“Rethink Immigration” is a new blog series in which National Immigrant Justice Center (NIJC) staff, clients, and volunteers share their unique perspectives and specific recommendations on what Congress and the Obama administration must include in comprehensive immigration reform to create an inclusive, fair, and humane immigration system. The stories told here combine personal experiences of people impacted by immigration laws with NIJC’s unique legal expertise. We hope to show the profound impact that our country’s complex and outdated immigration laws and decades of draconian enforcement have had on everyone in our society. Click here to read more about NIJC’s principles and priorities for immigration reform.
A fairly common task that I perform at the National Immigrant Justice Center is renewing work permits for immigrant victims of domestic violence and their children. Almost every day I work with families who are doing whatever they can to follow the law and obtain the legal status they need to build stable lives in the United States.
I have learned over the years that for my clients who are lucky enough to have access to some route to permanent residence, the end goal often stays just out of their reach. Even routine life decisions, like getting married or visiting family abroad, can result in significant detours or roadblocks. Even with the wide-reaching protections afforded to victims of domestic violence and their children, like my client Sandra*, citizenship seems elusive under our current laws.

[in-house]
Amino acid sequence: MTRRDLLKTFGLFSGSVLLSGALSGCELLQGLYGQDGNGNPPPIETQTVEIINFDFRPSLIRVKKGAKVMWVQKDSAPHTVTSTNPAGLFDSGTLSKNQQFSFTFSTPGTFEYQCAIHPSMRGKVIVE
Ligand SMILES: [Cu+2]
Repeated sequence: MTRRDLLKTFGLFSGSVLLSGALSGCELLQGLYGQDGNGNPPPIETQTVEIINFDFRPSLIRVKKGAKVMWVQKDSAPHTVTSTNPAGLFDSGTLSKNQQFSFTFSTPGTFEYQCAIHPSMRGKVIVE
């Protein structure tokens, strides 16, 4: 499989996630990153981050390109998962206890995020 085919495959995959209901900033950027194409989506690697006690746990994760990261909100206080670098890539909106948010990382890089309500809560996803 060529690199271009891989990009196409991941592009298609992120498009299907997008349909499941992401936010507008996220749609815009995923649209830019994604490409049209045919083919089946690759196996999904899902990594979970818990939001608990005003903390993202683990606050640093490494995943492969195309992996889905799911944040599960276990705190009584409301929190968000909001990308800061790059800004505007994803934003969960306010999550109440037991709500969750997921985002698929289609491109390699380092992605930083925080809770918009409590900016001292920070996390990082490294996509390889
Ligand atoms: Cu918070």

And to those in Washington who argue that we can fix our immigration system by simply providing permission to work to those who are here without papers, without also creating a fast route to citizenship, I say this: A work permit alone is not enough to make our workers, families, and communities as strong as they need to be. Work permits absolutely help families economically. But Congress and the Obama administration need to build a new immigration system that recognizes the full humanity of our nation’s workforce and provides an efficient route to citizenship so we can keep families together physically and emotionally.
Sandra’s 20-Year Wait for Citizenship
Usually if a family member comes to my office to renew a work permit it’s because he or she has an approved petition under the Violence Against Women Act